The last time I sat down to write a Dark Devotional, a meditation on the Bread of Life discourse and my experience with the Eucharist, it turned out to be only a couple days before the release of the Pennsylvania Grand Jury Report. The gruesome report, detailing allegations of sexual assault against 1,000 minors by 300 priests, along with the arguably systematic coverups of the crimes by bishops, immediately threw my relationship to the Church hierarchy into crisis, and has shaken my identity to its core. Overlaying the scandal is the open wound for many women in the church. We whisper among ourselves (sometimes daring to speak above a whisper), “Could things have been different if women had more influential roles in the church? Could we have demanded more accountability?” We speak of these things with a kind of dejection, hearing the same explanations issued, watching the same leadership dig in its heels.
Couple that with the fact that the news cycle has continued. Amidst unrest in our Church, there is unrest in our nation. Thousands of us watched and listened as Dr. Christine Blasey Ford testified in front of the Senate only days ago. While most, if not all, senators signalled that they found Ford’s narrative credible and convincing, most of those same senators (from a certain side of the aisle) nevertheless wish to push Judge Brett Kavanaugh’s Supreme Court nomination forward.
You can forgive me, then, if I didn’t shout in exultation when I opened my devotional to the lectionary readings for October 7 and saw the story of woman’s creation in Genesis.
So the Lord God cast a deep sleep on the man, and while he was asleep, he took out one of his ribs and closed up its place with flesh. The Lord God then built up into a woman the rib that he had taken from the man. When he brought her to the man, the man said, “This one, at last, is bone of my bones and flesh of my flesh; this one shall be called ‘woman,’ for out of ‘her man’ this one has been taken.”
This passage remains a stumbling block to so many of us women in the church. From one corner of its mouth, our beloved church tells us we are equal in dignity, in being, in salvation, with any man. One of our own is even called “full of grace!” Yet we also know our history. We know of the prime theologian in our Catholic tradition, Thomas Aquinas, writing about our “inferior intellective faculties;” we know that according to the writings of most Church Fathers, we are an “occasion of sin.” And certainly we know how quiet our voices can sound in a tradition that cannot and will not allow us into the official corpus of the magisterial teachings of the Catholic Church.Meditating on this piece of Scripture can pour salt on all the open wounds, bones, and flesh.
And yet . . . and yet. Some showering of grace allows me to read this passage with new eyes this time around. Even given all of the above, “bone of my bones and flesh of my flesh” means something new to me today.
Before I got out of bed yesterday, long before I read the Genesis passage, my four year old son climbed into bed with me and asked if he could snuggle. It was a Saturday–blessedly, there was time to snuggle. He mentioned something about how it must have been scary to live all alone inside my womb, how dark and lonely it must have been. And while I acknowledged the point, I drew him closer to me and thought, “No! You are flesh of my flesh and bone of my bones! You were never alone, little one. You have been surrounded by love forever.”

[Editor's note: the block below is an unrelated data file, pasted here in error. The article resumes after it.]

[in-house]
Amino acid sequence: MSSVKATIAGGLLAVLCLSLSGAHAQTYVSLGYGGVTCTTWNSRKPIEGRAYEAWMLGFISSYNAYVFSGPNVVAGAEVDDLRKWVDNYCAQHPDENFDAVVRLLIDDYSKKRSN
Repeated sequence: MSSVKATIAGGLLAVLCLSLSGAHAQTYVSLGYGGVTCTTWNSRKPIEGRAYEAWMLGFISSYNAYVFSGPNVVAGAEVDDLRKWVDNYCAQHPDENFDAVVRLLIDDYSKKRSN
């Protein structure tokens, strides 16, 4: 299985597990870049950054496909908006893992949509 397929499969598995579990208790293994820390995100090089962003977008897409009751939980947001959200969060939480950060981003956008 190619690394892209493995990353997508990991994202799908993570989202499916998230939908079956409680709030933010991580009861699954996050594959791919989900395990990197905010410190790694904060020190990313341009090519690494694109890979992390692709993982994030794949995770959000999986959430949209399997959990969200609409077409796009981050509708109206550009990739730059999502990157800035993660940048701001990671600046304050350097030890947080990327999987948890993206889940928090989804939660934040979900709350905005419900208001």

And I remembered that insight I had received during my first pregnancy, with his older sister. I remembered standing, waiting for the elevator, feeling utterly nauseous, yet marveling at the fact that I was now both self and other. Mother and the baby share certain vital organs as the baby grows. If I am my body, including all my organs, that means that there is a time when I am no longer only one, but two. And even after that baby leaves my womb, beginning that process of individuation, it is still a process. We gradually become one, rather than two, again. Yet we are made of one another. There is no you without me, now no me without you.
Paul seems to say something similar in our second reading today. Speaking of Jesus, Paul affirms:
He who consecrates and those who are being consecrated all have one origin. Therefore, he is not ashamed to call them “brothers.”
We have one origin, one divine parentage: through Christ, there is no longer “Gentile or Jew, servant or free, woman or man.” We have one source, and we belong to one another.
So this weekend, I look at the Genesis passage with a more generous eye, thinking more of my son than Aquinas, my anthropological challenger. It is not only woman who is a part of man. We are one body, each one vulnerable, each birthed to life by the flesh and the sacrifice of a woman. Consecrated with one origin, belonging to one another.
Holly Mohr lives and works in Pittsburgh, PA with her husband, Eric, and two children. She wrestles with T/tradition in love and consternation.